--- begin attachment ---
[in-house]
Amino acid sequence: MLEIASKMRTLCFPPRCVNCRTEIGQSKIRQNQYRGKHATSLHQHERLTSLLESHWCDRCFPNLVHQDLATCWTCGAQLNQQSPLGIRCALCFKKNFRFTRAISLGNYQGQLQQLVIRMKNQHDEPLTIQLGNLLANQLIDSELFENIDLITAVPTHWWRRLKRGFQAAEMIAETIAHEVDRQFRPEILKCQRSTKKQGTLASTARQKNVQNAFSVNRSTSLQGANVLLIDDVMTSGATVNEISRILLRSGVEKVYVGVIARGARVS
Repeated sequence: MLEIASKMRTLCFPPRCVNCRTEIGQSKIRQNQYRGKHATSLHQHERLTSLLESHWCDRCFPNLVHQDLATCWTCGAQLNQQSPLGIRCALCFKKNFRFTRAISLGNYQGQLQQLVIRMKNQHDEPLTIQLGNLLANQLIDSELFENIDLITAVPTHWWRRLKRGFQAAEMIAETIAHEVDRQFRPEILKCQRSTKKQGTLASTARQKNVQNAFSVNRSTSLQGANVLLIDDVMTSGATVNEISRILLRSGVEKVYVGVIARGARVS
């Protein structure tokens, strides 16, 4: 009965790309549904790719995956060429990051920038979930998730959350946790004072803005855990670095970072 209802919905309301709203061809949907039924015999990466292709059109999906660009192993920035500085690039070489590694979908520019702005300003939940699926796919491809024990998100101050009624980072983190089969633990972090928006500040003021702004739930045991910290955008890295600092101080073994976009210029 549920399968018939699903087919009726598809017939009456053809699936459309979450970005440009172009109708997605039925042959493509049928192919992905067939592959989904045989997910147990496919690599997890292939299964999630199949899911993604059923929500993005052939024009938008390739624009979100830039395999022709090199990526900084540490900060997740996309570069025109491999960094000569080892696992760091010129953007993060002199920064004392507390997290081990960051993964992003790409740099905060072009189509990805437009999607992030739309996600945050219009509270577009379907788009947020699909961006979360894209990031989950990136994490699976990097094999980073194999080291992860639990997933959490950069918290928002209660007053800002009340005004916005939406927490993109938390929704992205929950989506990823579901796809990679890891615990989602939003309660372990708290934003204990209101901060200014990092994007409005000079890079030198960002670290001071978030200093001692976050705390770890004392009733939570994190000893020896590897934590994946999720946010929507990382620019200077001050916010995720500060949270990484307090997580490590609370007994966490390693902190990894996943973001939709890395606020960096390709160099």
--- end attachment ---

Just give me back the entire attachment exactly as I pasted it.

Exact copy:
[in-house]
Amino acid sequence: MLEIASKMRTLCFPPRCVNCRTEIGQSKIRQNQYRGKHATSLHQHERLTSLLESHWCDRCFPNLVHQDLATCWTCGAQLNQQSPLGIRCALCFKKNFRFTRAISLGNYQGQLQQLVIRMKNQHDEPLTIQLGNLLANQLIDSELFENIDLITAVPTHWWRRLKRGFQAAEMIAETIAHEVDRQFRPEILKCQRSTKKQGTLASTARQKNVQNAFSVNRSTSLQGANVLLIDDVMTSGATVNEISRILLRSGVEKVYVGVIARGARVS
Repeated sequence: MLEIASKMRTLCFPPRCVNCRTEIGQSKIRQNQYRGKHATSLHQHERLTSLLESHWCDRCFPNLVHQDLATCWTCGAQLNQQSPLGIRCALCFKKNFRFTRAISLGNYQGQLQQLVIRMKNQHDEPLTIQLGNLLANQLIDSELFENIDLITAVPTHWWRRLKRGFQAAEMIAETIAHEVDRQFRPEILKCQRSTKKQGTLASTARQKNVQNAFSVNRSTSLQGANVLLIDDVMTSGATVNEISRILLRSGVEKVYVGVIARGARVS
């Protein structure tokens, strides 16, 4: 009965790309549904790719995956060429990051920038979930998730959350946790004072803005855990670095970072 209802919905309301709203061809949907039924015999990466292709059109999906660009192993920035500085690039070489590694979908520019702005300003939940699926796919491809024990998100101050009624980072983190089969633990972090928006500040003021702004739930045991910290955008890295600092101080073994976009210029 549920399968018939699903087919009726598809017939009456053809699936459309979450970005440009172009109708997605039925042959493509049928192919992905067939592959989904045989997910147990496919690599997890292939299964999630199949899911993604059923929500993005052939024009938008390739624009979100830039395999022709090199990526900084540490900060997740996309570069025109491999960094000569080892696992760091010129953007993060002199920064004392507390997290081990960051993964992003790409740099905060072009189509990805437009999607992030739309996600945050219009509270577009379907788009947020699909961006979360894209990031989950990136994490699976990097094999980073194999080291992860639990997933959490950069918290928002209660007053800002009340005004916005939406927490993109938390929704992205929950989506990823579901796809990679890891615990989602939003309660372990708290934003204990209101901060200014990092994007409005000079890079030198960002670290001071978030200093001692976050705390770890004392009733939570994190000893020896590897934590994946999720946010929507990382620019200077001050916010995720500060949270990484307090997580490590609370007994966490390693902190990894996943973001939709890395606020960096390709160099």